Quartet brings heartwarming harmony to valentines Songs make recipients feel special

February 14, 1993|By Mary Gail Hare | Mary Gail Hare,Staff Writer

Shortly after Beverly Sharpsteen arrived at the South Carroll Senior Center on Friday, the Mid-Life Crisis barbershop quartet surrounded her with roses, candy and songs to "sweeten your day from a dear admirer."

"How heartwarming," said Mrs. Sharpsteen, the center's site manager. "Barbershops are my favorite singers."

The men serenaded her with "I Love You Truly" and "Heart of My Heart."

"What does one do when sung to?" asked co-worker Judy Carpenter.

Mrs. Sharpsteen listened with tears brimming as the men sang old favorites in four-part harmony.

"Just look at the expression on her face," said Mary Horman, the center's telephone operator. "You can tell how much she is enjoying this."

The tuxedo-clad quartet delivered valentine messages to sweethearts throughout the county this weekend. From Friday through today, the song-filled greetings surprised about 30 recipients.

A few admirers chose to remain anonymous, said Carl Hancock, who handled "props" for the Mid-Life Crisis performances. Most recipients guessed who loved them truly long before Mr. Hancock presented them with cards.

"I hope you know the admirer who sent this," he said as he handed Mrs. Sharpsteen a card with the lyrics from the songs. It was signed "Love, Allen," from her husband of 33 years.

"He never forgets," she said. "I am overwhelmed. This made me feel so special."

Allen Sharpsteen said he looks for a different way to celebrate Valentine's Day every year.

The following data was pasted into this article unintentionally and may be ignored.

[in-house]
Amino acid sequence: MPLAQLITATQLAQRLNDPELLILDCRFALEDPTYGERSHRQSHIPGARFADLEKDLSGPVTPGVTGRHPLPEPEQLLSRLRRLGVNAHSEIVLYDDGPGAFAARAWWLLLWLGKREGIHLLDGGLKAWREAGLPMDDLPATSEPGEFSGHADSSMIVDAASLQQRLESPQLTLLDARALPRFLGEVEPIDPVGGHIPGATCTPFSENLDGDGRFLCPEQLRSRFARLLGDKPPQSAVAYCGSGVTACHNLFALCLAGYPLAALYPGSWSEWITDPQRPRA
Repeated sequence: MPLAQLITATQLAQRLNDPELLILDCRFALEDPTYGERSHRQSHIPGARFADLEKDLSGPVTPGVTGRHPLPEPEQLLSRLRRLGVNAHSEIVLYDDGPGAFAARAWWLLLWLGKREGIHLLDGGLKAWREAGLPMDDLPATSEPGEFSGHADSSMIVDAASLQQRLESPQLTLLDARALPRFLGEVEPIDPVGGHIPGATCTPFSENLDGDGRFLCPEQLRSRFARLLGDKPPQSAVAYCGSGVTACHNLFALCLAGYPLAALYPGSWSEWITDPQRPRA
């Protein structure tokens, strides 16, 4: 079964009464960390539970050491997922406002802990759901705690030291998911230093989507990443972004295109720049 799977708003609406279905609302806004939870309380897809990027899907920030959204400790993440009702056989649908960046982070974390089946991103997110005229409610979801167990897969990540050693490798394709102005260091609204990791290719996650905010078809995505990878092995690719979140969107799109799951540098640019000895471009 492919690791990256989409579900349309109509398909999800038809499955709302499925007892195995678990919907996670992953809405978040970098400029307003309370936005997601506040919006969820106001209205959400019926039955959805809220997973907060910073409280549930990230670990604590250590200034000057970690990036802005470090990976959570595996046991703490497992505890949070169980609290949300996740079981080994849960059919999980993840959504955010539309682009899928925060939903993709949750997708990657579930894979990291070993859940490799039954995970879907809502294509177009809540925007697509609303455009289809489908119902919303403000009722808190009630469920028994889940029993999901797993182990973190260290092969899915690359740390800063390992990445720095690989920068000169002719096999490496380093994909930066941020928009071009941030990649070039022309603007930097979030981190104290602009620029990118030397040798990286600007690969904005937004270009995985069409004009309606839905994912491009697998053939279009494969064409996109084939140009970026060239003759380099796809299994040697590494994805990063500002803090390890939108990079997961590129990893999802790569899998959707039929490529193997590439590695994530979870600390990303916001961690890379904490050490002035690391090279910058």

The quartet's offer was irresistible, he said. For $35, he purchased entertainment, flowers, candy, a card and a Polaroid snapshot of the moment of surprise.

Mr. Sharpsteen's only concern was that his wife might not make it to work to receive her present.

"It took some coaxing," he said. "I had to keep calling to tell her it was all right on the roads."

The early-morning storm Friday forced the Mid-Life Crisis songsters to rearrange their schedule, but they delivered all their songs.

"It would take more than bad weather to keep us away," said Jesse Miller, president of the Old Line Statesmen Barbershop Chorus, to which the quartet and 36 other members belong. "Last year, we went through snow and ice, too. We go for charity and not much stops us."

The chorus donates its profits to the Institute of Logopedics in Kansas, a resident facility for speaking- and hearing-impaired children.

The weather kept most of the senior citizens away from the center Friday. Except for a few other staff members, Mrs. Sharpsteen had her valentine moment to herself.

There was no private moment for Linda Reese, a manager at Londontown Manufacturing in Eldersburg. When the switchboard operator told her secretary that men dressed in tuxedos were coming to sing to her, word spread. About 50 people filled her office to share the moment.

"I wish my husband could have been here to see his gift, too," Mrs. Reese said. "He always says we need surprises and spontaneity after 30 years of marriage. This certainly was both."

The quartet concluded each performance with a harmonized Irish toast "to take you through until next year."

"Until we meet again, may the Lord hold you in the hollow of his hand," they sang harmoniously.

"I know what I'm going to tell my husband I want for next year," Mrs. Carpenter said.

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